A round-up of today’s newspaper articles covering the UK’s involvement in counterterrorism and counterinsurgency operations at home and abroad.
Britain is focal point for terrorism, warns Europe’s police force
Brian Brady, The Independent
Britain is the focal point for Islamic terrorism across Europe, and its controversial military campaigns overseas are putting the entire continent at risk, a disturbing new report has warned.
An analysis of the terrorist threat by Europol, the European Police Office, has concluded that the dangers posed by militant groups rose to unprecedented proportions in 2007, with steep increases in the number of arrests, plots and attacks.
But Islamic terrorism, particularly through a rejuvenated al-Qa’ida, was highlighted as the most significant security threat to the authorities in the UK. At least one person is arrested every day across Europe under suspicion of involvement in Islamic terror conspiracies or attacks. Europol warned that the UK was recognised as fertile ground for radical Islamists seeking recruits to their jihadist campaigns, with “young, radicalised British citizens” often used to mount attacks.
The bleak warning came as the Government prepared for a battle over its plans to allow the police to detain terror suspects for up to six weeks without charge.
[IRG: For a link to the Europol report, see this earlier IRG post covering the release of the report]
Gordon Brown on collision course with George W Bush over Iraq cluster bombs
Tim Shipman, The Telegraph
British soldiers fighting alongside American troops in Afghanistan and Iraq would face criminal prosecution if the government goes ahead with plans to sign a treaty limiting the use of cluster bombs, senior US diplomats have warned.
Gordon Brown’s government is on another collision course with the Bush administration because American officials are concerned that the UK may trade expose British troops to possible legal action, to placate critics of cluster bombs. Mr Brown has already irritated the White House by keeping his distance diplomatically and reducing British troop numbers in Iraq.
Representatives from 122 nations, including Britain will meet in Dublin tomorrow to finalise the terms of a deal that would outlaw the use of most cluster munitions.
Bobby Sands still has the power to stir controversy 27 years after his death
David McKittrick, The Independent
Bobby Sands, the subject of the controversial new film Hunger, shown at Cannes, is hardly a hero to everyone in Ireland, but to republicans he is a potent symbol of self-sacrifice.
While republican factions continue to debate whether he would have supported the present peace process, they are united in regarding him as a martyr who died an agonising death for their cause after a 66-day hunger strike.
The film, the debut feature by the Turner prize-winning artist Steve McQueen, pulls no punches in its portrayal of the bitter dispute between prisoners at the notorious Maze prison in Northern Ireland and the Government.
It details the last six weeks of Sands’s life. He died aged 27 in 1981 during IRA protests over the political status of prisoners. Michael Fassbender, who plays Sands, starved himself for two months in preparation for the role. With little dialogue, vivid images of prisoners being beaten and one 22-minute shot, the film is both controversial and innovative.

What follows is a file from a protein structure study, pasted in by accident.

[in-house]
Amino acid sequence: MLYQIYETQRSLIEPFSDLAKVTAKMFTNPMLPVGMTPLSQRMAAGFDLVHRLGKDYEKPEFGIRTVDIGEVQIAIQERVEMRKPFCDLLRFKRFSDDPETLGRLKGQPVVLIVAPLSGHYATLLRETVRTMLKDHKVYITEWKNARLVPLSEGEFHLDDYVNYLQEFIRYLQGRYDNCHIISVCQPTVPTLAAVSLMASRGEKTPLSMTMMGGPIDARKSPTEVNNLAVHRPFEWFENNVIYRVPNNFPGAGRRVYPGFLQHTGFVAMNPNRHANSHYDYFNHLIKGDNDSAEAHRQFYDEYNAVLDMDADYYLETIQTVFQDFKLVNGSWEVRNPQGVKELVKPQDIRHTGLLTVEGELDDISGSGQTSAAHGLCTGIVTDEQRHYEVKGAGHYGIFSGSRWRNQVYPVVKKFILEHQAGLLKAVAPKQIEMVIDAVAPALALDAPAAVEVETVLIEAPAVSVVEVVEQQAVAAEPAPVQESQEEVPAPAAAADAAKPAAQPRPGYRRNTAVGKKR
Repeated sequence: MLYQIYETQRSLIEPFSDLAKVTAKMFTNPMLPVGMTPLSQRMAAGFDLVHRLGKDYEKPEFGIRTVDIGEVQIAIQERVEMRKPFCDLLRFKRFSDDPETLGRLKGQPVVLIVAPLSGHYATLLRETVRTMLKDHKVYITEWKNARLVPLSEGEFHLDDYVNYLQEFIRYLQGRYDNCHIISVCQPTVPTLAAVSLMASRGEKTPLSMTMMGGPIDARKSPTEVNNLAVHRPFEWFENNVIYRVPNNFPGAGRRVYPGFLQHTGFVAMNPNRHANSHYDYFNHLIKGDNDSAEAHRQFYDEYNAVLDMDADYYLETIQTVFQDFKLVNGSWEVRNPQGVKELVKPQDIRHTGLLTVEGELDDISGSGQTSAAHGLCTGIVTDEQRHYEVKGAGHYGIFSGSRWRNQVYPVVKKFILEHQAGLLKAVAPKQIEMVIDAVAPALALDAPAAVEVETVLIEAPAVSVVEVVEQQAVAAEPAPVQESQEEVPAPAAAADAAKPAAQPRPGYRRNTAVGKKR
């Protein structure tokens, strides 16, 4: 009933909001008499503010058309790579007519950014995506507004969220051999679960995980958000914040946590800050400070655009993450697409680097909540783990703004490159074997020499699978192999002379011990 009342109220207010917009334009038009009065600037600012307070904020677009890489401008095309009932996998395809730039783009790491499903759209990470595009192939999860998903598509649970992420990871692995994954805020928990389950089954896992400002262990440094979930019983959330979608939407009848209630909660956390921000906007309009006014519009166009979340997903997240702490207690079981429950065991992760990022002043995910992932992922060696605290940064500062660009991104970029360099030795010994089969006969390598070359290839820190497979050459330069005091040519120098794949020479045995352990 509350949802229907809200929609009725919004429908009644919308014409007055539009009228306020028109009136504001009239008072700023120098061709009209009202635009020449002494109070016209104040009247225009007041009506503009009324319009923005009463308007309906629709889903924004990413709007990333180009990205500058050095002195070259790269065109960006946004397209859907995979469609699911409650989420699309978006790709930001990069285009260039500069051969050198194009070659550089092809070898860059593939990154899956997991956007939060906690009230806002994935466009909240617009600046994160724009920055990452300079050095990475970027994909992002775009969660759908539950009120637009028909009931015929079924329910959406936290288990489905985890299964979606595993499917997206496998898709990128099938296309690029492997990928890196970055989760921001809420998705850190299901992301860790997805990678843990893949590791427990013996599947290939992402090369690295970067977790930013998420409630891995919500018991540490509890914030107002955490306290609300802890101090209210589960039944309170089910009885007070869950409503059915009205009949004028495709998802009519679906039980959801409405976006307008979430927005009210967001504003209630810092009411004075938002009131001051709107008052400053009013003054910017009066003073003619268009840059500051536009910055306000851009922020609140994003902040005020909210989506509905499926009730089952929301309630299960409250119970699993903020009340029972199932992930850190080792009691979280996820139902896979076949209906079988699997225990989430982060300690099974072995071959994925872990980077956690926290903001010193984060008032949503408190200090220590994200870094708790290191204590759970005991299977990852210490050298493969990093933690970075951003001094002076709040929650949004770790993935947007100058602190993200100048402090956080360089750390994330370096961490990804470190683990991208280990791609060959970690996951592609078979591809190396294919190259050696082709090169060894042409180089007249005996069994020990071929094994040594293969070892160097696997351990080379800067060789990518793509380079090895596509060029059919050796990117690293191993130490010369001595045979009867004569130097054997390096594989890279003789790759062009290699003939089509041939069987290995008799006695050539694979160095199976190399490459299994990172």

At last, an apology from foolish policemen
Nick Cohen, The Guardian
Those who think that England is a politically correct tyranny where bigots face interrogation by the cops for daring to speak their minds should look at what happened to Channel 4 when it tried to expose the bigotries of well-funded, Saudi-backed clerics working in Britain.
Its undercover journalists infiltrated radical mosques. They recorded assorted preachers calling for the subjugation of women, the murder of homosexuals and Jews, the replacement of the ‘man-made’ laws of a democracy with the religious edicts of a theocratic state and the eternal damnation of Muslims who did not follow Wahhabi doctrine and infidels who did not accept the true faith.
Channel 4 showed its balanced and impeccably sourced documentary last year and the forces of law and order cracked down: not on demagogic preachers, but on the broadcasters who exposed them. Assistant Chief Constable Anil Patani from the West Midlands police and Bethan David of the Crown Prosecution Service accused Channel 4 ‘of the splicing together of extracts from longer speeches’. The docu-fakers appeared ‘to have completely distorted what the speakers were saying’. They referred journalists to Ofcom, an extraordinary measure for police and prosecutors to take, given that their job is to charge criminals, not moonlight as television critics.
Since 9/11, not only police officers, but New Labour ministers, the Home Office, Foreign Office and pseudo-left journalists and councils have sought to promote ‘cohesion’ by appeasing Islamist groups which aren’t quite as extreme as al-Qaeda. They have turned them into the sole authentic representatives of British Islam, although as Haras Rafiq and Abdal-Hakim Murad show, they are nothing of the sort, and branded serious investigation into obscurantist politics as religious prejudice.
Elements within the government thought that if they could co-opt the Muslim Brotherhood and Jamaat-i-Islami and ignore their foul beliefs, they would isolate the terrorists to their right. Even Labour now admits that the policy has been a practical failure and moral shambles. Elsewhere, however, a mushy multicultural feeling persists that it is somehow ‘insensitive’ to apply universal values.